In 2013, IceCube researchers made an important contribution to astrophysics when they reported the first detection of high energy cosmic neutrinos, opening a new astronomical window to the universe and some of its most violent phenomena. The five-year, $35 million cooperative agreement calls for the continued operation and management of the observatory, which is located at NSF's Amundsen-Scott South Pole Station. The agreement begins April 1, and may be renewed for another five-year period if the detector and collaboration continue to operate successfully. Funding for IceCube comes through an award from the Division of Polar Programs in NSF's Geosciences Directorate and from the Directorate for Mathematical and Physical Sciences (MPS) Division of Physics. Through the Division of Polar Programs, NSF manages the U.S. Antarctic Program that supports researchers at universities throughout the country. The program also provides infrastructure to support researchers in the field. "NSF is excited to support the science made possible by the IceCube Observatory because it's at the cutting edge of discovery," said Scott Borg, head of Polar Programs' Antarctic sciences section. "But to make ambitious research of this kind a reality requires cooperation within the agency, which is why we're delighted that our support for IceCube is in partnership with MPS. It's also science on a global scale, relying on strong international cooperation to be successful." The collaboration that operates the IceCube observatory includes individuals representing 47 institutions from 12 different countries. It includes sub-awards to the Lawrence Berkeley National Laboratory, Pennsylvania State University, the University of Delaware, the University of Maryland, the University of Alabama at Tuscaloosa, Michigan State University and the University of Wisconsin-River Falls. Since IceCube's inception 15 years ago and the completion of its construction five years ago—centered around a detector array consisting of 5,000 optical sensors frozen in the ice a mile beneath the South Pole—has been administered through UW-Madison, in recent years under the auspices of the Wisconsin IceCube Particle Astrophysics Center (WIPAC). "This is extremely good news," says Francis Halzen, a UW-Madison professor of physics and the principal investigator for the project. "Over the years, we have come to know what it takes to successfully operate the detector." IceCube was the first scientific instrument to detect ultra high-energy neutrinos from beyond our solar system. The neutrinos packed a billion times more energy than those detected in conjunction with the 1987 supernova observed in the Large Magellanic Cloud. Recent reports from the IceCube collaboration have confirmed the observatory's detection of high-energy neutrinos from beyond our galaxy—so-called cosmic neutrinos. Neutrinos are nearly massless particles created in nuclear reactions and. In nature, they are created by some of the most energetic events in the universe. Scientists believe colliding black holes, the violent cores of galaxies, supernovas and pulsars accelerate neutrinos, many billions of which pass through the Earth every second. Because they have almost no mass and rarely interact with matter, they are extremely difficult to detect and require instruments the size of IceCube—which occupies a cubic kilometer of Antarctic ice—to capture the fleeting bursts of light created when the occasional neutrino crashes into another particle. But the elusive qualities that make neutrinos so hard to detect also make them interesting to scientists. Since the particles glide through space unhindered by stars, planets and the powerful magnetic fields that pock the universe, they remain virtually pristine and harbor valuable clues about their yet-to-be-confirmed sources. IceCube has proven a workhorse of a telescope, according to Halzen. It remains operational 99 percent of the time, and has so far detected more than a million neutrinos—"A few hundred of which are astronomically interesting," Halzen said. "Five years ago, it was about discovering cosmic neutrinos. Now it's about doing astronomy and particle physics with them," notes Halzen of the quest to follow the particles' tracks back to their sources, a feat yet to be accomplished. Olga Botner, the IceCube collaboration spokesperson and a professor of physics and astronomy at Sweden's Uppsala University, said that "All over the world, IceCube is considered the flagship of neutrino astronomy." "IceCube's discovery of extraterrestrial neutrinos is a major breakthrough and a crucial first step into as yet unexplored parts of our violent universe," she said. "It also represents a step towards the realization of a 50 years old dream—to figure out what cosmic upheavals create the ultra-high energy cosmic rays, detected on Earth with energies millions of times larger than those achievable by even the most powerful man-made accelerators." Headquartered at UW-Madison, IceCube includes a staff of nearly 60 scientists, engineers and technicians in Madison. "There are many technical challenges underlying the operation of a large neutrino observatory at the South Pole, that would be hard to anticipate," says Kael Hanson, IceCube's director of operations and a UW-Madison professor of physics. IceCube's complexity, ability to gather large data sets, and standing among the world's frontline astrophysical detectors makes it a contributor to emerging computational technologies for managing and analyzing novel scientific information. Halzen says the performance of the IceCube detector has steadily improved and a key goal will be to speed up the analysis of neutrinos of interest in order to quickly alert other observatories. "We're going to detect interesting neutrinos in real time and we can send word to other observatories," Halzen said. "If we can do it in real time, we can be much more effective and we can alert, for example, optical observatories and other detectors" for combined observing. If neutrino detectors, and possibly also gravitational wave detectors, can provide early warnings to other telescopes, "We might have the astronomical event of the 21st century," Halzen said. Explore further: IceCube Neutrino Observatory reports first evidence for extraterrestrial high-energy neutrinos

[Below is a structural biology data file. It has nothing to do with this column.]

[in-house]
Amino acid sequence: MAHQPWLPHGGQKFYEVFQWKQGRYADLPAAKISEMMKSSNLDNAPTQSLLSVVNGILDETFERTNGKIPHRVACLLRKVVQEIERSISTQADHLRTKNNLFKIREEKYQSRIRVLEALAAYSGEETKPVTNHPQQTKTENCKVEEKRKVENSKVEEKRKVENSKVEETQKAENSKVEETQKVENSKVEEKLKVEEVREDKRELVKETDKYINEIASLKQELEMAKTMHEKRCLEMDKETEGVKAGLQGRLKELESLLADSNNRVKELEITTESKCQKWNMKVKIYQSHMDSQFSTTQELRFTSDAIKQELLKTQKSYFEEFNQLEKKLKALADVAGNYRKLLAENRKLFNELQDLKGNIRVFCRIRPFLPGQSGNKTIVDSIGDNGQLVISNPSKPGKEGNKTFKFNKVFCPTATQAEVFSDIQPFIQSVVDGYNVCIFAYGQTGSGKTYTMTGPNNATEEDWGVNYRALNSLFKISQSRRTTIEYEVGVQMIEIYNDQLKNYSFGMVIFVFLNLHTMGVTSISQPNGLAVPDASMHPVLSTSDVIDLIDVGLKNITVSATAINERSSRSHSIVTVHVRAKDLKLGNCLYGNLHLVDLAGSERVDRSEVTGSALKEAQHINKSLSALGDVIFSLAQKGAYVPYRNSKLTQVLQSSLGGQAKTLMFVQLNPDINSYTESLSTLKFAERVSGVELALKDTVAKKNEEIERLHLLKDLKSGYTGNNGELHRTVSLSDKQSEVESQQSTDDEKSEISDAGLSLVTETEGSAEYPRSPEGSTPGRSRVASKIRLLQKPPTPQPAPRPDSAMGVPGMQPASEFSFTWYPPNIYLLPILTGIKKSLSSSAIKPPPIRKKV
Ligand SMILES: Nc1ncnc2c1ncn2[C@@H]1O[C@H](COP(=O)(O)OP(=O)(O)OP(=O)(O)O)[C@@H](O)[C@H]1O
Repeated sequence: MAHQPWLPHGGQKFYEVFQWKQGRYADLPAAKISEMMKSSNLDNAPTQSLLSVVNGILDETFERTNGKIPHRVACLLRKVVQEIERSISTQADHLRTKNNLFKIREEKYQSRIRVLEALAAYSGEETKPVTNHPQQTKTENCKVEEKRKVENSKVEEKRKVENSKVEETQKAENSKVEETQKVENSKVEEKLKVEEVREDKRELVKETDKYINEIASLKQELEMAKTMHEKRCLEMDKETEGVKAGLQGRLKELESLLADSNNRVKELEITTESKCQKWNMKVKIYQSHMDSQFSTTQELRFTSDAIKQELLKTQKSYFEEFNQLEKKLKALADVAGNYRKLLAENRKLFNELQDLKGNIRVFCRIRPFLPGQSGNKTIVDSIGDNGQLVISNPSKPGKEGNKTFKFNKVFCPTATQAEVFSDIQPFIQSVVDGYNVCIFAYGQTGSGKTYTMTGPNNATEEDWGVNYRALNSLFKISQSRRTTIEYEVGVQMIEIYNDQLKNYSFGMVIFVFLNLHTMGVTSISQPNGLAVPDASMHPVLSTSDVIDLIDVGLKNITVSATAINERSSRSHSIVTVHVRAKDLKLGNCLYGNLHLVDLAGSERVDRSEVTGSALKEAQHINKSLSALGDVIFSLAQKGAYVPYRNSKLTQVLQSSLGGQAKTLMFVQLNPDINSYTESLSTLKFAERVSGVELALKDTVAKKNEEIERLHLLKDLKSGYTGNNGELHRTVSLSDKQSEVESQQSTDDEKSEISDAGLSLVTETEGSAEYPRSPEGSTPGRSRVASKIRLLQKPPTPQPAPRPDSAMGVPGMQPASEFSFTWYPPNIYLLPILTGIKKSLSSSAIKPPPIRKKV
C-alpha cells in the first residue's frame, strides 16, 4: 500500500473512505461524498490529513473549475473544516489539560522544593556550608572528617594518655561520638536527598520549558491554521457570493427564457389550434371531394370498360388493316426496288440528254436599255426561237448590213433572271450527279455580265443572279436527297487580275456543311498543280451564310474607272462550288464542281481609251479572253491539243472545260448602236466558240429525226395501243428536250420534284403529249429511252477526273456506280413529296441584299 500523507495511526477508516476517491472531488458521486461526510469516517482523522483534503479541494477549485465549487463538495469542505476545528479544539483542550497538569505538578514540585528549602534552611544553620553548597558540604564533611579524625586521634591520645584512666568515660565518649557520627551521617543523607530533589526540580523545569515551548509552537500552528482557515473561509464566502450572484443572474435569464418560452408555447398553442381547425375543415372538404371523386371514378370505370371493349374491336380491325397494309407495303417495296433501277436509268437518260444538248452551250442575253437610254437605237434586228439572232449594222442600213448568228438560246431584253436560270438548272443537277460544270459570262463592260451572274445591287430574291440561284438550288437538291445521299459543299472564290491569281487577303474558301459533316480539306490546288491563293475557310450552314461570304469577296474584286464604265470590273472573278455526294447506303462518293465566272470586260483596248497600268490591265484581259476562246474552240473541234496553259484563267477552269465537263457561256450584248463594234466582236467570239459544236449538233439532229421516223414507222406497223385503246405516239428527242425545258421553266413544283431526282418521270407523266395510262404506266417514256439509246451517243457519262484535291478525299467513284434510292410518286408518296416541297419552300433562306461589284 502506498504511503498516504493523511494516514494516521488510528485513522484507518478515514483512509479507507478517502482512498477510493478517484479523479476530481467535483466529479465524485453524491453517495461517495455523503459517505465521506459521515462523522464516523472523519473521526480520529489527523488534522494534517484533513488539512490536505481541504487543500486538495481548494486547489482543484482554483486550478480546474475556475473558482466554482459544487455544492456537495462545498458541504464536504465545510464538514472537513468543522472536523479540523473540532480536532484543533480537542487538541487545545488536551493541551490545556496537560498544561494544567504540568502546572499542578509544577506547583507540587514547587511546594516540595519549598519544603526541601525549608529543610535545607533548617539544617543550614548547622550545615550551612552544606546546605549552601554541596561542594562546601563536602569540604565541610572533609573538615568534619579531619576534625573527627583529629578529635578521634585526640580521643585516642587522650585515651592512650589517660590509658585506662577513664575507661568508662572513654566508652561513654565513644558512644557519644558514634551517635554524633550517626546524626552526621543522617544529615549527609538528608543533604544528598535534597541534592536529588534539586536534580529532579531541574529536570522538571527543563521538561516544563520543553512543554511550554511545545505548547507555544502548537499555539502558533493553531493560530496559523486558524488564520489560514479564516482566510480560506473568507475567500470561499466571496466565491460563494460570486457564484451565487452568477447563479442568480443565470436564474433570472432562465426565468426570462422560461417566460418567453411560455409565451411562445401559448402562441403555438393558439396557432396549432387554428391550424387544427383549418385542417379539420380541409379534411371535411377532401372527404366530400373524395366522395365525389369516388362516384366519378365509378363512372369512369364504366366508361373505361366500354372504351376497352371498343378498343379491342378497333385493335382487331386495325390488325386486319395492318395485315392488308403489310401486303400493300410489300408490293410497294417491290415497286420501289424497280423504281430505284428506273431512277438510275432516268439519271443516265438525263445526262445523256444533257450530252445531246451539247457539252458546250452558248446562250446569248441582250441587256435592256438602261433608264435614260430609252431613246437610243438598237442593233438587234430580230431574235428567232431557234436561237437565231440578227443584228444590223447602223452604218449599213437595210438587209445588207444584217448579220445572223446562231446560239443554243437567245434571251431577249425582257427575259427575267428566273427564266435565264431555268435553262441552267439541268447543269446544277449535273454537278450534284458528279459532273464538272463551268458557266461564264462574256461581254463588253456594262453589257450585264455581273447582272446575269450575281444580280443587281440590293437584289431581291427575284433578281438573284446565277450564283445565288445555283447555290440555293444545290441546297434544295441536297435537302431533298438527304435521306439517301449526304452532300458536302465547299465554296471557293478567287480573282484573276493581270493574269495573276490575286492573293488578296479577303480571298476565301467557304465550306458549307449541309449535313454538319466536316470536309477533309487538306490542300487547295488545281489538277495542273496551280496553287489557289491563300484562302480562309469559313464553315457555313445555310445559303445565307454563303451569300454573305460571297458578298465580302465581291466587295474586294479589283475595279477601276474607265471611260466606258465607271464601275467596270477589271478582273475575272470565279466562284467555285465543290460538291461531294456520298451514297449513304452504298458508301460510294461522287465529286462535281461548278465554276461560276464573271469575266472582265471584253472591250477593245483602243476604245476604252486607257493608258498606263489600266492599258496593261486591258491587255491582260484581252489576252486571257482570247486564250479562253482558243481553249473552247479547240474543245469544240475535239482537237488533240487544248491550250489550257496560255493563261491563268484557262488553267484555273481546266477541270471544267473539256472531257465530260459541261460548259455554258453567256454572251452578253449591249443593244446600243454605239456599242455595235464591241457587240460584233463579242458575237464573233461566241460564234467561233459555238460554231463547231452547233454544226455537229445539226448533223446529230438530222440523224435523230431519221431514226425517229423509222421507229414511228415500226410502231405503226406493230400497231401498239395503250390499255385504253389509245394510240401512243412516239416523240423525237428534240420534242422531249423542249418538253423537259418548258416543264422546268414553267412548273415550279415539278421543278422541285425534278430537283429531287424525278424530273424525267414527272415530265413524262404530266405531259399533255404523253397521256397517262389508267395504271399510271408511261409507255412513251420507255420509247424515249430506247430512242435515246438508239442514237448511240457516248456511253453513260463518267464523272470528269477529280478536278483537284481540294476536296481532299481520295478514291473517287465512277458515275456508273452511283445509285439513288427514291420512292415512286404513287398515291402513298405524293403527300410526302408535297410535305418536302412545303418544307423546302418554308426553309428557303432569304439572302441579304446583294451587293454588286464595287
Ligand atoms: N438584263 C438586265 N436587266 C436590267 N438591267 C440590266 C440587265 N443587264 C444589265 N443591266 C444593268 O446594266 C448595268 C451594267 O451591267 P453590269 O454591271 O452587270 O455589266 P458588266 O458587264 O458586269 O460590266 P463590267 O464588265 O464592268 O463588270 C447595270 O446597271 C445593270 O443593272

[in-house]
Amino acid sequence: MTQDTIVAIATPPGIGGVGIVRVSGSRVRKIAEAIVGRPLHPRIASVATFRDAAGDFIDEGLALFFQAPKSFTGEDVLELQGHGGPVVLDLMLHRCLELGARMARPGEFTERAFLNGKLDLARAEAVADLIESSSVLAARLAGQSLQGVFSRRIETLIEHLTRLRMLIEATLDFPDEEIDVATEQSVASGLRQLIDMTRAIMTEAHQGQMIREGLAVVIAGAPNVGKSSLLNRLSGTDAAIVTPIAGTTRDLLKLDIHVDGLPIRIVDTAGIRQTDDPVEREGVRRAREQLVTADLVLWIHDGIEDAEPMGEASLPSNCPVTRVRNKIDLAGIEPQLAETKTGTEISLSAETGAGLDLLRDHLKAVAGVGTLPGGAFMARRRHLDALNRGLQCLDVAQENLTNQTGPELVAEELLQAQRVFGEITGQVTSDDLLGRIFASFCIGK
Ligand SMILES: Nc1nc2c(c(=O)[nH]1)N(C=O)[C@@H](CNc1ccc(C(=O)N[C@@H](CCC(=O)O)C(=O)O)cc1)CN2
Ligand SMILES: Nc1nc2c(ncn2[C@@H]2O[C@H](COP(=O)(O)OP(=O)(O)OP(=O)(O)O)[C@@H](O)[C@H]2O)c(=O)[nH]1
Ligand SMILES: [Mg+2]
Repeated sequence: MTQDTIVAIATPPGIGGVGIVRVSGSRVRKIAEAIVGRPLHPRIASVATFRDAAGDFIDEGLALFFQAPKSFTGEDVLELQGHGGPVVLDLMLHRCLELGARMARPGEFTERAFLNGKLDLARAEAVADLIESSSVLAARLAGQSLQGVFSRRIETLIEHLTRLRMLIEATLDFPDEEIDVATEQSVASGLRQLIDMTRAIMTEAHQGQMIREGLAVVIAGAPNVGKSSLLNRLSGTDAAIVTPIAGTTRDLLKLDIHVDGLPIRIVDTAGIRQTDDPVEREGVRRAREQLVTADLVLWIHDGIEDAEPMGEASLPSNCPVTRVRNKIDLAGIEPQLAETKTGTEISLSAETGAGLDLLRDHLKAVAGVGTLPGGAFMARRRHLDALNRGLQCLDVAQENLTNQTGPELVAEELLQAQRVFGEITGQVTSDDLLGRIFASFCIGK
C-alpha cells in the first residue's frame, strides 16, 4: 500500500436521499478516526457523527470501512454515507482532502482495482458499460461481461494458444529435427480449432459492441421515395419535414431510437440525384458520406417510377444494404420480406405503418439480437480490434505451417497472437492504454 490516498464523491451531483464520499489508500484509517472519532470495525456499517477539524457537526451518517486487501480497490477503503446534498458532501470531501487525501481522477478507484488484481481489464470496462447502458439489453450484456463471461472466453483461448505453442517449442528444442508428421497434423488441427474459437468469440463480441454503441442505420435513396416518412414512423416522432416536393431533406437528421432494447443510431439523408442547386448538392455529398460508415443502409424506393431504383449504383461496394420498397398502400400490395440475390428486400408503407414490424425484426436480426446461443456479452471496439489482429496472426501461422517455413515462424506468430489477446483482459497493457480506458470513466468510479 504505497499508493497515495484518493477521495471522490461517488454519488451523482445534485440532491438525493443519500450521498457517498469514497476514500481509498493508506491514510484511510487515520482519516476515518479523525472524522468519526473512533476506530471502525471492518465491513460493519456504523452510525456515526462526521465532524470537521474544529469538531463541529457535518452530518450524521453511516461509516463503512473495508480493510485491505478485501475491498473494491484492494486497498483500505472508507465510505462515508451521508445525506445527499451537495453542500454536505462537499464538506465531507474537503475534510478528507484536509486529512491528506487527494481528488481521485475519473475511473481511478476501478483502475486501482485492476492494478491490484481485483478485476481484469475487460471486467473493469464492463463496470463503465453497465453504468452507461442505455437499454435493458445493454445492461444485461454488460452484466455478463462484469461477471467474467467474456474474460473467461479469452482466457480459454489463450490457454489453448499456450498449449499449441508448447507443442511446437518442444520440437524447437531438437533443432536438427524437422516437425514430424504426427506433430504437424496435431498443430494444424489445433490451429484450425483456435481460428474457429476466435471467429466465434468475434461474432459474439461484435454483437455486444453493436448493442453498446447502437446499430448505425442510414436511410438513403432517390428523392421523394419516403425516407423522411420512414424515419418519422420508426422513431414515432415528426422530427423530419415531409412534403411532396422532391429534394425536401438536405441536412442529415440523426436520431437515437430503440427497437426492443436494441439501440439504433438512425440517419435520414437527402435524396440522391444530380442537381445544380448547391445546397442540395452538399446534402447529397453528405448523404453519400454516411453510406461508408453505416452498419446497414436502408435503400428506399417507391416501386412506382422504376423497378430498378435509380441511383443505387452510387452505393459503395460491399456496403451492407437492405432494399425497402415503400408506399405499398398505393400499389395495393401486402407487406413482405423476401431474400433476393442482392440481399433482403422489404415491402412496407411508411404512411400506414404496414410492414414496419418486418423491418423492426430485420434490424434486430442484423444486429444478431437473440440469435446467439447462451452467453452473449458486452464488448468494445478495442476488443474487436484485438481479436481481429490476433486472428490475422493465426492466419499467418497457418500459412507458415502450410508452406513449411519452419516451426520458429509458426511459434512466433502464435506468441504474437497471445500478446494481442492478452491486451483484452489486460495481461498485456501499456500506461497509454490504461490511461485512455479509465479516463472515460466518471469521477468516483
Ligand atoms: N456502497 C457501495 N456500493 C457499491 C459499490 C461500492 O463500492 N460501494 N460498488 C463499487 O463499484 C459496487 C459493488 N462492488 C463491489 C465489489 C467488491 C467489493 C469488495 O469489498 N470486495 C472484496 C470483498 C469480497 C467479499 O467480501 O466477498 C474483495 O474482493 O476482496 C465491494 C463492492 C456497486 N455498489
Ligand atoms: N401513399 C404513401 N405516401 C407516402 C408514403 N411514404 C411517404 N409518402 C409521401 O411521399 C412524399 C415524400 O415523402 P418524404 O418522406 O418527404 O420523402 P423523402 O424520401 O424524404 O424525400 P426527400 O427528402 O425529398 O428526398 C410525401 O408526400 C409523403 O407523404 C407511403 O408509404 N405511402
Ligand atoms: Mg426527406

Arguelles Delgado C.A.,Wisconsin IceCube Particle Astrophysics Center | Salvado J.,University of Wisconsin - Madison | Weaver C.N.,Wisconsin IceCube Particle Astrophysics Center